Havighurst Center guest lecturer challenges anti-Darwinism in Dostoevsky's writings

Brendan Mooney.

Written by Kate Reed, CAS communication intern

As part of the ongoing Havighurst Center Colloquia Series: Dostoevsky at 200, visiting assistant professor of Russian Brendan Mooney spoke to Miami University students on November 15 about his recent research on the acclaimed Russian novelist, Fyodor Dostoevsky.

Mooney, who has a doctorate in Comparative Literature from the University of South Carolina, discussed how current literature scholars often misinterpret Dostoevsky’s beliefs on Darwinism. The prevailing view is that Dostoevsky vehemently opposed Darwin’s ideas, authoring works that rejected evolutionary theory.

Asserting that Dostoevsky was interested in Darwinism but was critical of its application of evolutionary theory to humans, Mooney segued into specifics of his thesis by briefly overviewing the history of Darwinism in Europe and its possible effects on Dostoevsky’s work. He then cited passages from notable works Notes from Underground, Crime and Punishment, and Diary of a Writer that scholars associated with anti-Darwinism views.

Mooney focused on character moral conflicts being separate from Dostoevsky’s own beliefs rather than conflating them, proving the author’s works reflect character development and conflict—not his personal perspective.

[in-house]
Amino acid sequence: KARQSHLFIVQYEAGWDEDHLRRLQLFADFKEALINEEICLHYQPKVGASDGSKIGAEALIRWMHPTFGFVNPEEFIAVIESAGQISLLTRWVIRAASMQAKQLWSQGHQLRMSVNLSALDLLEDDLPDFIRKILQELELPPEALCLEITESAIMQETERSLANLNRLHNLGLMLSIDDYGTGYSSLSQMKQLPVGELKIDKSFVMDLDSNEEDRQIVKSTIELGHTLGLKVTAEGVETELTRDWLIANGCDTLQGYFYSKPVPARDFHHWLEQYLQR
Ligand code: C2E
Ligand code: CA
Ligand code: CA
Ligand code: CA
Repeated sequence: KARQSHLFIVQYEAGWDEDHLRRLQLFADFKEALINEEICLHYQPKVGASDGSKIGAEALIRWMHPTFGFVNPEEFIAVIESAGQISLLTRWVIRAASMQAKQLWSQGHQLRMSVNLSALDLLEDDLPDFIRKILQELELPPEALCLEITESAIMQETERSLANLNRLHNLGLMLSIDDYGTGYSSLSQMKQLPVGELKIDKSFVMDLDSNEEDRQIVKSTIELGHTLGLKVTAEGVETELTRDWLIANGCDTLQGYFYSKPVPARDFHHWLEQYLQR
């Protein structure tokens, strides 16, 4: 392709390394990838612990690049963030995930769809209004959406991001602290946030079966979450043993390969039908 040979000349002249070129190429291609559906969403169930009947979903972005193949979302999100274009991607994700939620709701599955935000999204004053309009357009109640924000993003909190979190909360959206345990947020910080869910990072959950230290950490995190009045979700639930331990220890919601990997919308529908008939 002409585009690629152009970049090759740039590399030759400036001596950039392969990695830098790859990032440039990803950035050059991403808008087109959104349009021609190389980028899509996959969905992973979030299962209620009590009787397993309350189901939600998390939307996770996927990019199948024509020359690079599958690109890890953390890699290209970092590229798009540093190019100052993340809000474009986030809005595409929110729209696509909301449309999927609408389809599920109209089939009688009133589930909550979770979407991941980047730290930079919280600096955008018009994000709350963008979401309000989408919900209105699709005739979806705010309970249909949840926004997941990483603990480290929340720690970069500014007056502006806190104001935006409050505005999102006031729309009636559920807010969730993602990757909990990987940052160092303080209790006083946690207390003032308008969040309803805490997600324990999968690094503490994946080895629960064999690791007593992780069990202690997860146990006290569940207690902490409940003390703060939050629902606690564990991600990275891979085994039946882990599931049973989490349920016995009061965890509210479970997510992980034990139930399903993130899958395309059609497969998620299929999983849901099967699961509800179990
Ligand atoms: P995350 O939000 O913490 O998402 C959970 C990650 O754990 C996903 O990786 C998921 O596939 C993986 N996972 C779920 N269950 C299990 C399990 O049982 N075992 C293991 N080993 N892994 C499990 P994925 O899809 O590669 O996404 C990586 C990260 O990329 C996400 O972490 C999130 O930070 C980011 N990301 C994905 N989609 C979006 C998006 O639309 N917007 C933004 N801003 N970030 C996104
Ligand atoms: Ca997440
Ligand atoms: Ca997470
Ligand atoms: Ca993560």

“The diatribe [from Notes From Underground] is used to prove that Dostoevsky was an anti-Darwinist, but the role of Darwinism for the character of the Underground Man is different,” Mooney said. “His anger is rooted in the idea that Darwinism makes moral decisions impossible because it takes away the human ability to choose. We find meaning in choice, and if choice is robbed, so is meaning.”

Mooney explained that the Underground Man must have understood and studied Darwinism in order to not want it encroaching on his life.

He also mentioned the sole comment on Darwin in Dostoevsky’s personal letter-writing. While most scholars cast these letters aside in favor of his literary works, Mooney noticed that Dostoevsky did not criticize Darwin’s theory. He instead accepted humans as animals, proving that he accepted evolution and did not feel the need to critique it.

“Scholars cannot take a position on Dostoevsky and Darwinism unless they discover additional concrete evidence,” Mooney said at the conclusion of his lecture.

Audience Engagement

The audience primarily consisted of associate professor of comparative religion Scott Kenworthy’s Havighurst Colloquia students. Eager students expressed interest in some of Mooney’s more niche research not covered in the lecture.

Junior Joey Puckett, a double-major in English Literature and History, asked Mooney how he arrived at his conclusion amidst scholar scrutiny and overall lack of investigation into the topic.

“I came to it by finding evidence for my Dostoevsky-Darwin thesis and considering that viewpoint throughout reading Dostoevsky’s works,” Mooney replied.

Another student raised a question about the implications of his research in the Dostoevsky scholar community.

Mooney answered by elaborating on Dostoevsky’s role as a spiritual figure, who emphasized character judgments over judgments on beliefs—a viewpoint which dramatically differs from views depicted in his novels.

Mooney’s research invites academics and general audiences alike to consider Dostoevsky’s works through a different perspective and perhaps amend existing or inspire new research.

The lecture was sponsored by the Havighurst Center for Russian and Post-Soviet Studies.